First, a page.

FT Alphaville quotes a Royal Bank of Scotland assessment that Italy and Spain are crossing the threshold of no return in their interest rates:
Spain has entered the danger zone for yield levels. The chart [above] shows the yield moves in the constant maturity 10y paper for the GIIPS countries. These markets traded a range between 6 per cent and 7 per cent but ultimately this proved to be a pause before the move to higher yields then accelerated. There is no consistent yield trigger level inside this range but market talk of point-of-no-return around the 6 ½% is not without foundation either.I was somewhat skeptical of that outcome a month ago, but the latest data certainly give cause for concern. If the bond markets do lose confidence in the ability of Italy and Spain to service their debt, that can quickly become a self-fulfilling prophecy. In turn, it's hard to see how that doesn't lead to a full-fledged existential crisis for the euro, which I think has to cause a contraction in the real European economy, and probably the global economy (although the latter would be somewhat mitigated by the reduction in commodity prices due to reduced European demand).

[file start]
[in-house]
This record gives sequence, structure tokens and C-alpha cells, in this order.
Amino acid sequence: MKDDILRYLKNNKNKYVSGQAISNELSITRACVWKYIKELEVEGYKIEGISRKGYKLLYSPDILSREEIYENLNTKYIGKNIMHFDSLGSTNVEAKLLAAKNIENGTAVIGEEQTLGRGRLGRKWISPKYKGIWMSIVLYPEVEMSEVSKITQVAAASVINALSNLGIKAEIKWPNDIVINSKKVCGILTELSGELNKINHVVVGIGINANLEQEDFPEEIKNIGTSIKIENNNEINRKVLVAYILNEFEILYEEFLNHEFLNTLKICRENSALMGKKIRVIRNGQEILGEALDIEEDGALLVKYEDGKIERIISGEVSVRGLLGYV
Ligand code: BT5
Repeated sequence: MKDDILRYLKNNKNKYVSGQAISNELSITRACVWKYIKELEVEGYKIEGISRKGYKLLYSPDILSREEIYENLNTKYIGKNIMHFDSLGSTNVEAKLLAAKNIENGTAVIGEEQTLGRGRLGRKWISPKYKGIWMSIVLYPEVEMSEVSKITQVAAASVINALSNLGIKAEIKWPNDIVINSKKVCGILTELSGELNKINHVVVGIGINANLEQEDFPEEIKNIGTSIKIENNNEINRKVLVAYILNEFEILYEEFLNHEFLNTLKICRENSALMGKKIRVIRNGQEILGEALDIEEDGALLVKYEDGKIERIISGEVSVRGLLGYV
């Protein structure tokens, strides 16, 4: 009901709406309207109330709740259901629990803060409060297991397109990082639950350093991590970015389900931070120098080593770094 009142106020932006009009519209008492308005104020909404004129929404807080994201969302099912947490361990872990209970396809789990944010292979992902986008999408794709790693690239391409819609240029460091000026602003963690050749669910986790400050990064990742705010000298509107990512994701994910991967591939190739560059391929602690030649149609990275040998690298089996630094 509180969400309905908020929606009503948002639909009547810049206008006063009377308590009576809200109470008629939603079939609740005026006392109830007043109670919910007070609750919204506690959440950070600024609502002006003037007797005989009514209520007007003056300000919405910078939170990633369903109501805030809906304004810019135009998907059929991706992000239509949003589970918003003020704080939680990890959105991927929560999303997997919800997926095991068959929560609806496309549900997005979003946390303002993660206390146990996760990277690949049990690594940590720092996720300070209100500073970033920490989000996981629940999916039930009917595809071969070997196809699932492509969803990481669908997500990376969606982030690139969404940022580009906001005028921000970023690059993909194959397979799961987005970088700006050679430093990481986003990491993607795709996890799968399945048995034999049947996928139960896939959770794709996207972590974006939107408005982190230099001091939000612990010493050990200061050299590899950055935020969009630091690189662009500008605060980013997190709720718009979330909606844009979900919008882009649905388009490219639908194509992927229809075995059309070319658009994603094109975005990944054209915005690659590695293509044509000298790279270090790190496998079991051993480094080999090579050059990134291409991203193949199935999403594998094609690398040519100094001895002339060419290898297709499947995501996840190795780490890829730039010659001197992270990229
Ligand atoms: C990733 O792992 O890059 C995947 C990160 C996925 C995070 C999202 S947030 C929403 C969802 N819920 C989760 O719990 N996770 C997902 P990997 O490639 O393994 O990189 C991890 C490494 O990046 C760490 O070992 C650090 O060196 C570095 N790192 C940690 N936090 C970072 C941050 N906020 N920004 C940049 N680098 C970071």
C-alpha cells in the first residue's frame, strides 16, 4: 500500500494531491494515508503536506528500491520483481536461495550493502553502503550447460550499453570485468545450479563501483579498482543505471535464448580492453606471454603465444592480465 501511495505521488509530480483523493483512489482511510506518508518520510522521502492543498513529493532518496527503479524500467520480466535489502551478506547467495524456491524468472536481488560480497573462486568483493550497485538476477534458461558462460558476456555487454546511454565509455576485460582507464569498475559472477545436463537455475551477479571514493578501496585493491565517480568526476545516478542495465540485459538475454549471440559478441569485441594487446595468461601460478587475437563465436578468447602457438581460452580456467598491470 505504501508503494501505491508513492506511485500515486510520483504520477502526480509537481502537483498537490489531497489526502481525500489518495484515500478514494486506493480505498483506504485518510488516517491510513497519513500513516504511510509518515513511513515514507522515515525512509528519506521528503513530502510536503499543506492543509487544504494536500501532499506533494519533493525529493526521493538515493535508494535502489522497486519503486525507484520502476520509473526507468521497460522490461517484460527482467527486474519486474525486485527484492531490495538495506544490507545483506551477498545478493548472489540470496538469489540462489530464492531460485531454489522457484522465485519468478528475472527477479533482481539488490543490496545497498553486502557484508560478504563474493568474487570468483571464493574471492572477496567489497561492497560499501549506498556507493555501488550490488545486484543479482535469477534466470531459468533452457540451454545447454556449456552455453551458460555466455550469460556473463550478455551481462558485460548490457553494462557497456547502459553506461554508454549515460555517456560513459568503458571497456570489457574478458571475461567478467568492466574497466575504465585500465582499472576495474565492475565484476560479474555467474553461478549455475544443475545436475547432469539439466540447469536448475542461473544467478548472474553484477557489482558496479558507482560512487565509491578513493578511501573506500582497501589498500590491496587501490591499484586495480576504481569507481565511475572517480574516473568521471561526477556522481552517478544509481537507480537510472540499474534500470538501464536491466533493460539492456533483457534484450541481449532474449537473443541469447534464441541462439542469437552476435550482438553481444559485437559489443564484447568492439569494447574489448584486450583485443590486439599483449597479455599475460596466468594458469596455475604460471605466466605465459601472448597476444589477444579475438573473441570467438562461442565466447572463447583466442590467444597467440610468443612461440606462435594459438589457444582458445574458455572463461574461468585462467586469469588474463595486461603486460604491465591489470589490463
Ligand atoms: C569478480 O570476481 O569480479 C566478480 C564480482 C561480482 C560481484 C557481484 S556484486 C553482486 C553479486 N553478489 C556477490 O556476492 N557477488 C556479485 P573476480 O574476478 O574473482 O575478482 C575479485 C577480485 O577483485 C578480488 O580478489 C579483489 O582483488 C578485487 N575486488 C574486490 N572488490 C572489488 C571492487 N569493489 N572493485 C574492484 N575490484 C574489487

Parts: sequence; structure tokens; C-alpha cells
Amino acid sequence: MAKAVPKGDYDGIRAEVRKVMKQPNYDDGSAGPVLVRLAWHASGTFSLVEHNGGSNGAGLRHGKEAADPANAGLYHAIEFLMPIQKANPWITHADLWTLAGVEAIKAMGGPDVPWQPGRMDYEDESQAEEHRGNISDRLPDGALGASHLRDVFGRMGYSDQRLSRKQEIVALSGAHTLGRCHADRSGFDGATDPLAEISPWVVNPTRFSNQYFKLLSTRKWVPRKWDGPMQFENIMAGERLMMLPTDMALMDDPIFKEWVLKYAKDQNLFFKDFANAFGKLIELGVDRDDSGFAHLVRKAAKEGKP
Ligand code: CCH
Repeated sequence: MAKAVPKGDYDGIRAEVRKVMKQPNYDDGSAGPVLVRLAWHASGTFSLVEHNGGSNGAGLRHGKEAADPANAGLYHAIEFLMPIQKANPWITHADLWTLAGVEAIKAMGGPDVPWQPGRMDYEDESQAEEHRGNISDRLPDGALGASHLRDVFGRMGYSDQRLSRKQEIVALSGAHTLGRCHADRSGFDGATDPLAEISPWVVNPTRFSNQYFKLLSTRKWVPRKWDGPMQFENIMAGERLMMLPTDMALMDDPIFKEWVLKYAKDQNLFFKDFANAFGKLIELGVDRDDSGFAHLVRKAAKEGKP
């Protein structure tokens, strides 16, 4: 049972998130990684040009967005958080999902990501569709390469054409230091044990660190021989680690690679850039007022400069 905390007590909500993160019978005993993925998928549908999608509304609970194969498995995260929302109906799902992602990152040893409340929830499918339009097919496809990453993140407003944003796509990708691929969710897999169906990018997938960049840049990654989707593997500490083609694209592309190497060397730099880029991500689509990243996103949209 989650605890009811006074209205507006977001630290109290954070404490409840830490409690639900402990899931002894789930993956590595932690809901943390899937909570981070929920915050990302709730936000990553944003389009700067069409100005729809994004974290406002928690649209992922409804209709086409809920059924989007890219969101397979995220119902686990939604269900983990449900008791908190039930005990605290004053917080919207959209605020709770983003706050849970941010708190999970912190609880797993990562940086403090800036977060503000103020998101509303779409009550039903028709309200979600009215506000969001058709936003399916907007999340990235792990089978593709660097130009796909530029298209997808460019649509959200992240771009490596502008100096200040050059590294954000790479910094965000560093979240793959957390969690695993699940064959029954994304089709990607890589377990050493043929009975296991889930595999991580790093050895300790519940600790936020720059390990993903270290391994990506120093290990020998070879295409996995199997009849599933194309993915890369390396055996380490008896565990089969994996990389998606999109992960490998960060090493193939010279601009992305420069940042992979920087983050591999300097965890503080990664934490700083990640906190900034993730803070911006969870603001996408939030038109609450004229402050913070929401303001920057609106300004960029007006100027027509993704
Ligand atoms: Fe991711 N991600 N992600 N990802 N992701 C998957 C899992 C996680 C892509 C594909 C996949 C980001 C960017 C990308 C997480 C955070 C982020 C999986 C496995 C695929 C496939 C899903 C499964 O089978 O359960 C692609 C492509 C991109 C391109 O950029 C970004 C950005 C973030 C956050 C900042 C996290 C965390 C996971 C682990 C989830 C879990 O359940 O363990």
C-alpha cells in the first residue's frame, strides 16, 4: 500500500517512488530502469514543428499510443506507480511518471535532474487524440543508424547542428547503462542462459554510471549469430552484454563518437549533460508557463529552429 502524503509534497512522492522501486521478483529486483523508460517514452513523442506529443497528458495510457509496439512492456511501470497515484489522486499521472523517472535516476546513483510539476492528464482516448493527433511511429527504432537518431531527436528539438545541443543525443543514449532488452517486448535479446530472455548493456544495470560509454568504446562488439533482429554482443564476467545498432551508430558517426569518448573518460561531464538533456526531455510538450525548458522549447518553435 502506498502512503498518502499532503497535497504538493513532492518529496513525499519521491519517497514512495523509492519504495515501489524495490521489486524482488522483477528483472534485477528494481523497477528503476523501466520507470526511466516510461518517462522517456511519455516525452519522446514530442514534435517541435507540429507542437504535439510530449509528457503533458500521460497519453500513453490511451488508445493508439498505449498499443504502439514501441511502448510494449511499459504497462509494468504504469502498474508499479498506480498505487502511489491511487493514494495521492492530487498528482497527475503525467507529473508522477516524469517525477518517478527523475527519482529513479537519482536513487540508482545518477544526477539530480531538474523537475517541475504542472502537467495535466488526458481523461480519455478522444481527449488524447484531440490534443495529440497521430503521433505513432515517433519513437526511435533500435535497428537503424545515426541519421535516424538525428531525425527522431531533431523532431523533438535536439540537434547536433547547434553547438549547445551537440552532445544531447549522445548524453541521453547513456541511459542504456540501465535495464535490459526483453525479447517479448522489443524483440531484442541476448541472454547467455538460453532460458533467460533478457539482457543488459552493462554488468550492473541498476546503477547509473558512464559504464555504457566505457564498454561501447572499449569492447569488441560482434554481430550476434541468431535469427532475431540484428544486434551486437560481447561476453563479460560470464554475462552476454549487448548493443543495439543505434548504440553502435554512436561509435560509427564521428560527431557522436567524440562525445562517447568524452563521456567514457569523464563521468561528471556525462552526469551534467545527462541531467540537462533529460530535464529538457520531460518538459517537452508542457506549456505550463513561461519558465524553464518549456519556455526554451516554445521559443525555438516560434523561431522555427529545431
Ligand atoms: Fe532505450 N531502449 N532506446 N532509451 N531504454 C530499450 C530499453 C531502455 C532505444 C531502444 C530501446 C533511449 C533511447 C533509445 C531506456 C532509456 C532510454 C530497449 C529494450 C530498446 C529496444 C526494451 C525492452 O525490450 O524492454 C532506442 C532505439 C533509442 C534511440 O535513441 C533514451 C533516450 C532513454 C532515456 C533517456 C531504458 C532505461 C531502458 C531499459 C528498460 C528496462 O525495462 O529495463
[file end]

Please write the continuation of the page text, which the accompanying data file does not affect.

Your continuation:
Update: I had some thoughts on the general nature of these kinds of confidence loss events here.